Frost & Sullivan believes bet on Iskandar Malaysia will pay off

  • Region has all the ingredients for maximum growth
  • Innovative products already coming out from its GIC
Frost & Sullivan believes bet on Iskandar Malaysia will pay off

SUCH is its thirst for talent that, at the official opening of Frost & Sullivan’s new office for its Global Innovation Centre (GIC) on March 6, senior partner and Asia Pacific managing director Manoj Menon joked: “Trepassers will be hired.”
 
With 90 current staff and with a stated aim of a headcount of between 700 and 800 within the next six years, it is easy to see why Frost & Sullivan, a global consulting and market research company, is eager to scale its latest GIC.
 
Besides hitting a target it has set, the real reason behind that hunger to scale its talent pool is the desire to capture the economic opportunities that it sees from being located in the Iskandar Malaysia development hub in the southern Malaysian state of Johor, a stone’s throw from Singapore.
 
It was a bet that Frost & Sullivan was right in making, reaffirms its global president and managing partner Aroop Zutshi (pic above).
 
“There were doubts when we picked Iskandar Malaysia as the location for our GIC and when we came in so early, mid-2012.
 
“But we knew all the major trends pointed to this region as being an economic hotspot,” says Aroop, speaking to Digital News Asia (DNA) exclusively from the new office the GIC had located to in the emerging city of Medini, Iskandar.
 
Among those trends he referred to are:

  • Over the next five to 10 years, two-thirds of the world economy will be centred on Asia Pacific, with China and India as the economic lynchpins for the region.
  • Accompanying this high growth will be higher incomes and consumption, and new business models.

Malaysia’s geographic position between both these nations and its proximity to Singapore, a global hub, was seen by Frost & Sullivan as being the ideal location to base its GIC.
 
But this would not have been enough on its own, says Aroop. The company also wanted to be in a place where the government recognised these trends and wanted to pay an active role in tapping the opportunities that would be created.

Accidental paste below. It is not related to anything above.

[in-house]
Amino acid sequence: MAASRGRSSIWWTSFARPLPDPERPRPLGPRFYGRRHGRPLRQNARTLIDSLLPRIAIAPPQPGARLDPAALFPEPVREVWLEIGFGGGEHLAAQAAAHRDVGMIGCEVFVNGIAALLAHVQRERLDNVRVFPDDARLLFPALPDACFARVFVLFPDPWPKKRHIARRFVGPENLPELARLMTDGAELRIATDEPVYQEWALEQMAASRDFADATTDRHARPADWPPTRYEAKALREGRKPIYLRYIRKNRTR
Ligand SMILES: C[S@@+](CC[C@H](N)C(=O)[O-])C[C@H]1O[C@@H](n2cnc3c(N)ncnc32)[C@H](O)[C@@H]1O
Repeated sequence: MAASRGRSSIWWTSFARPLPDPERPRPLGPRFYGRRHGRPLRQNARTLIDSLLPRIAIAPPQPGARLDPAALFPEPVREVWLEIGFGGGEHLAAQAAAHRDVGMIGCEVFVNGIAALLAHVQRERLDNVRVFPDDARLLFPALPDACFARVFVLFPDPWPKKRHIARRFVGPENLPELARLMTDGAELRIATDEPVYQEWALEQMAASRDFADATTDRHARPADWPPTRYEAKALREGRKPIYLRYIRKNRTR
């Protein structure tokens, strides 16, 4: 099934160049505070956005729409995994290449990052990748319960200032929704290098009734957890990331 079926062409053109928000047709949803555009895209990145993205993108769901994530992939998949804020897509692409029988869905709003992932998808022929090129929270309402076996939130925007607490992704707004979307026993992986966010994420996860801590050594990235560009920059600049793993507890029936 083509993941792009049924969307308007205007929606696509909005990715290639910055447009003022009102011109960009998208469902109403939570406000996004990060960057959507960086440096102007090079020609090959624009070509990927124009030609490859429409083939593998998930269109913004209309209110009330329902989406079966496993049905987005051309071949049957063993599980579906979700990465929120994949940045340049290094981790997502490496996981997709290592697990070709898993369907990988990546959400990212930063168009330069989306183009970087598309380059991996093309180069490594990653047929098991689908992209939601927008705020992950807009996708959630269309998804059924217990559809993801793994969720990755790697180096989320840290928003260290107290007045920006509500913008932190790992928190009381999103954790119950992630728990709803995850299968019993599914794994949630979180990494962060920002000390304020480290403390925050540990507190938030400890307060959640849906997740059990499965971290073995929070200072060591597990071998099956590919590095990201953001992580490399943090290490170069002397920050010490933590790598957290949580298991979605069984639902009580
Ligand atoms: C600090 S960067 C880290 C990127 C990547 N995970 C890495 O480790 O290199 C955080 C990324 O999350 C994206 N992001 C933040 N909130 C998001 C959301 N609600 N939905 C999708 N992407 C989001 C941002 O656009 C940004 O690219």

In the Malaysian Government and its national ICT custodian the Multimedia Development Corporation (MDeC), Aroop says Frost & Sullivan found a matching of visions.
 
“We saw that their vision of what Asia Pacific could be tied to ours, and that was why we chose Iskandar Malaysia after a global search to identify the ideal spot for our GIC,” he adds.
 
And after being in Iskandar Malaysia for over two years, Aroop confidently declares that the choice has been the right one and the GIC in Iskandar Malaysia has all the ingredients for “maximum growth for Frost [& Sullivan].”
 
“There is access to Malaysian and regional talent, market access in the region, its proximity to Singapore (with regards to the regional headquarters of global companies based there) – while at the same time, we get a cost benefit here that we can’t get anywhere else,” he says.
 
Put together, Iskandar Malaysia has become a very fertile location for Frost & Sullivan, with Aroop sharing that is has invested a lot into operating and capital expenditure (opex and capex) in its GIC thus far.
 
The talent issue has been the main challenge, with Frost & Sullivan needing to work hard to bring in the right people … trespassers notwithstanding. Around 12% of the current GIC workforce are Malaysians who used to work overseas.
 
Aroop is eager to draw attention to the innovative work that is going on at its latest GIC as well. For instance, it has accelerated its Best Practices Research.
 
This unit looks at the best practices that companies employ in driving key initiatives. “For instance, everyone believes that innovation drives growth.
 
“We have benchmarked the best innovative processes from the best companies from all over the world, tracked, monitored and created a process around their innovative methods – and that is done entirely from the Iskandar Malaysia GIC,” he declares.
 
This unit has also created a new service called Blue Sky Innovation, which is where Frost & Sullivan said it can help chief executive officers who want to create a culture of innovation and sustain those levels of innovation, by putting processes in place that companies can build on to create services and solutions that, according to Aroop, “will make your competition irrelevant.”
 
That’s a big promise by Frost & Sullivan to its customers. But then, this is a company that has made a big bet on Iskandar Malaysia and which is confident its bet will pay off for itself – for Malaysia and its customers.
 
As Aroop says, “What we have started here will define our future and that of our customers.”
 
Related Stories:
 
Frost & Sullivan’s game changer bet on Iskandar Malaysia
 
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Frost & Sullivan banks on its Tech Vision
 
Innovation: More punk rock and counterculture needed
 
 
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